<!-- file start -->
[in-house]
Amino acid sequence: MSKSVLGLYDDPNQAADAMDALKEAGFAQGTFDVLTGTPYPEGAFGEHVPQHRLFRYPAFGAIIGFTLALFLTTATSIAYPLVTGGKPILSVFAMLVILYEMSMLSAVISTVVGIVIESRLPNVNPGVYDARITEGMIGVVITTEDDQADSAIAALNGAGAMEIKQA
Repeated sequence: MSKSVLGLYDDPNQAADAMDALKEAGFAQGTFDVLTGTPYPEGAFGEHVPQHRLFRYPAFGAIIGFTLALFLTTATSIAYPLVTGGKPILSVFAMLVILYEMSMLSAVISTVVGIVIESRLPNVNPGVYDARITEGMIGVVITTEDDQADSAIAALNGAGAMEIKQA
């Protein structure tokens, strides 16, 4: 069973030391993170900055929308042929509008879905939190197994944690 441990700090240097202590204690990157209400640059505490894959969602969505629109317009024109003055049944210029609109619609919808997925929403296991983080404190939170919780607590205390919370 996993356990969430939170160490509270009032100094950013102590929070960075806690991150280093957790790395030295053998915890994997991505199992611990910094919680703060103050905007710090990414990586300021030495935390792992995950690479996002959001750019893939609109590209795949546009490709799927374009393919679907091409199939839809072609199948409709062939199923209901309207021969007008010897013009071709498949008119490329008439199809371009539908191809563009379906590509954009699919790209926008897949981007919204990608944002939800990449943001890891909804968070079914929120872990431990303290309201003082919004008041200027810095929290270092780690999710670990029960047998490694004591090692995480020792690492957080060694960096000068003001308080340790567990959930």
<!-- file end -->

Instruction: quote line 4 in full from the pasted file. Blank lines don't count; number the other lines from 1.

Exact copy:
């Protein structure tokens, strides 16, 4: 069973030391993170900055929308042929509008879905939190197994944690 441990700090240097202590204690990157209400640059505490894959969602969505629109317009024109003055049944210029609109619609919808997925929403296991983080404190939170919780607590205390919370 996993356990969430939170160490509270009032100094950013102590929070960075806690991150280093957790790395030295053998915890994997991505199992611990910094919680703060103050905007710090990414990586300021030495935390792992995950690479996002959001750019893939609109590209795949546009490709799927374009393919679907091409199939839809072609199948409709062939199923209901309207021969007008010897013009071709498949008119490329008439199809371009539908191809563009379906590509954009699919790209926008897949981007919204990608944002939800990449943001890891909804968070079914929120872990431990303290309201003082919004008041200027810095929290270092780690999710670990029960047998490694004591090692995480020792690492957080060694960096000068003001308080340790567990959930």